Potsherds: An Introduction To the Study of Prehistoric Southwestern Ceramics and Their Uses in Historic Reconstruction
Author(s): Harold S. Colton
The purpose of this little book is to outline in a concise form the methods used to make bits of broken pottery contribute to the history of the Southwest. In the interpretation of archaeological finds, pottery plays a most important role because of its wide distribution in time and space, its resistance to atmospheric weathering, and the number of culture traits that can be observed in pottery fragments. The manufacture of pottery is an old human activity. In the Old World pottery has been made since the beginning of the Neolithic Period, five thousand years ago. In the New World it is also old, in Central and South America we are not sure how old, but certainly over three thousand years, In our Southwest it has been manufactured for over fifteen hundred years. The study of pottery, therefore, can contribute to all the later history of the area.
A number of different sciences contribute to the study of prehistoric ceramics. Chemists and physicists explain the technological methods, ethnologists describe the uses, while archaeologists dig artifacts out of the ground and from them reconstruct the way of life of the makers.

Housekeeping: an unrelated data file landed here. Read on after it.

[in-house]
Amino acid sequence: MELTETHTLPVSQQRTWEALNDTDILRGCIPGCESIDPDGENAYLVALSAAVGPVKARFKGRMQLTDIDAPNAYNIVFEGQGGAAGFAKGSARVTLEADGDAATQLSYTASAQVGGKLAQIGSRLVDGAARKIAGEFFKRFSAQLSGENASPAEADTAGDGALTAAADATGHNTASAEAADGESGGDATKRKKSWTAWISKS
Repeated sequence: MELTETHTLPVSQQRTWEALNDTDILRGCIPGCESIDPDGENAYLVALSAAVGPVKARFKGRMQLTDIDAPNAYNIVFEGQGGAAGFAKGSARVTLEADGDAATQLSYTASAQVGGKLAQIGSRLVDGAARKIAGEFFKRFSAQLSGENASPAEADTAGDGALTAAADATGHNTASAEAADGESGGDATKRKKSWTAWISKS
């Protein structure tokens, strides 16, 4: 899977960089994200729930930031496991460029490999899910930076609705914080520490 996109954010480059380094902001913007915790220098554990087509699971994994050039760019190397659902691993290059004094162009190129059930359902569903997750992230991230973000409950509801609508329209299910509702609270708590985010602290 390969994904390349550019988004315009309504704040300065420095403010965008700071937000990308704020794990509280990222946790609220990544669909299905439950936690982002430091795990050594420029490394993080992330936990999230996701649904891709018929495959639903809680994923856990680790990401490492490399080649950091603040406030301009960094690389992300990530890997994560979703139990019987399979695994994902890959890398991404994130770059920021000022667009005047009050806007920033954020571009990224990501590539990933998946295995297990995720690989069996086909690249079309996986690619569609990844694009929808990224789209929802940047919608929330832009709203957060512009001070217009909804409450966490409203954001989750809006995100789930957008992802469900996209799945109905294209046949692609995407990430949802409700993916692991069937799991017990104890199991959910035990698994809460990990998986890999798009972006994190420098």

In the manufacture of pottery the world over, certain basic principles are the same: A plastic clay mixed with water is moulded into some useful form, dried, and heated red hot in a fire. But the exact details of how a piece of pottery was made followed established practises and varied from time to time and from place to place, and these details preserved in the baked clay offer more characters for study than any other one product of primitive man's material culture; hence pottery's importance in archaeological studies.
Cite this Record
Potsherds: An Introduction To the Study of Prehistoric Southwestern Ceramics and Their Uses in Historic Reconstruction. Harold S. Colton. Museum of Northern Arizona Bulletin ,25. Flagstaff: Northern Arizona Society of Science and Art. 1953 ( tDAR id: 177870) ; doi:10.6067/XCV8Q241TB
This Resource is Part of the Following Collections
Ceramic Study • Ceramic Technology • Ceramic Typology • Chaco-Puerco Sequence • Kayenta-Hopi Sequence • Little Colorado-Zuni Sequence • Mesa Verde Sequence • Middle Rio Grande Sequence • Mogollon Sequence • Prehistory • River Hohokam Sequence • SWD-GB • Upper Rio Grande Sequence
min long: -118.169; min lat: 30.524 ; max long: -100.942; max lat: 38.959 ;
Individual & Institutional Roles
Contact(s): Center for Digital Antiquity
NADB document id number(s): 2155409
NADB citation id number(s): 000000010285
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|Colton-53-Potsherds.pdf||3.66mb||Nov 23, 2015 3:05:31 PM||Confidential|
|Note: Copyrighted 1953, enters public domain in 2040|